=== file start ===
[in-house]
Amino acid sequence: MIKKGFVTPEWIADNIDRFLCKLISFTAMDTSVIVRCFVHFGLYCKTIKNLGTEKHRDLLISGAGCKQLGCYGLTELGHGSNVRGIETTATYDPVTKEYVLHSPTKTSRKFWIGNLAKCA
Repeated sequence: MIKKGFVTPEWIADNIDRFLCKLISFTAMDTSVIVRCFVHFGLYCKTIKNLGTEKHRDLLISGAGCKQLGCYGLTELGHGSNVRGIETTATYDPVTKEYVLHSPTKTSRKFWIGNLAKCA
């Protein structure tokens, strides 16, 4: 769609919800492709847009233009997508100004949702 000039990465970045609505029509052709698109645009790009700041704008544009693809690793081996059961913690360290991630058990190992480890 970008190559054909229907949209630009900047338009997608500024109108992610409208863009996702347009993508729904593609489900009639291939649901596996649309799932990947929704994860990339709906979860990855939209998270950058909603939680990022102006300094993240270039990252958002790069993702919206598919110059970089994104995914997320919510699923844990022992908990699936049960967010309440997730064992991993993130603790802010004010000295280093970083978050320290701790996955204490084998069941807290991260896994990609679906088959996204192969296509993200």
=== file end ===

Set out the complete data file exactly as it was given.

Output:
[in-house]
Amino acid sequence: MIKKGFVTPEWIADNIDRFLCKLISFTAMDTSVIVRCFVHFGLYCKTIKNLGTEKHRDLLISGAGCKQLGCYGLTELGHGSNVRGIETTATYDPVTKEYVLHSPTKTSRKFWIGNLAKCA
Repeated sequence: MIKKGFVTPEWIADNIDRFLCKLISFTAMDTSVIVRCFVHFGLYCKTIKNLGTEKHRDLLISGAGCKQLGCYGLTELGHGSNVRGIETTATYDPVTKEYVLHSPTKTSRKFWIGNLAKCA
């Protein structure tokens, strides 16, 4: 769609919800492709847009233009997508100004949702 000039990465970045609505029509052709698109645009790009700041704008544009693809690793081996059961913690360290991630058990190992480890 970008190559054909229907949209630009900047338009997608500024109108992610409208863009996702347009993508729904593609489900009639291939649901596996649309799932990947929704994860990339709906979860990855939209998270950058909603939680990022102006300094993240270039990252958002790069993702919206598919110059970089994104995914997320919510699923844990022992908990699936049960967010309440997730064992991993993130603790802010004010000295280093970083978050320290701790996955204490084998069941807290991260896994990609679906088959996204192969296509993200």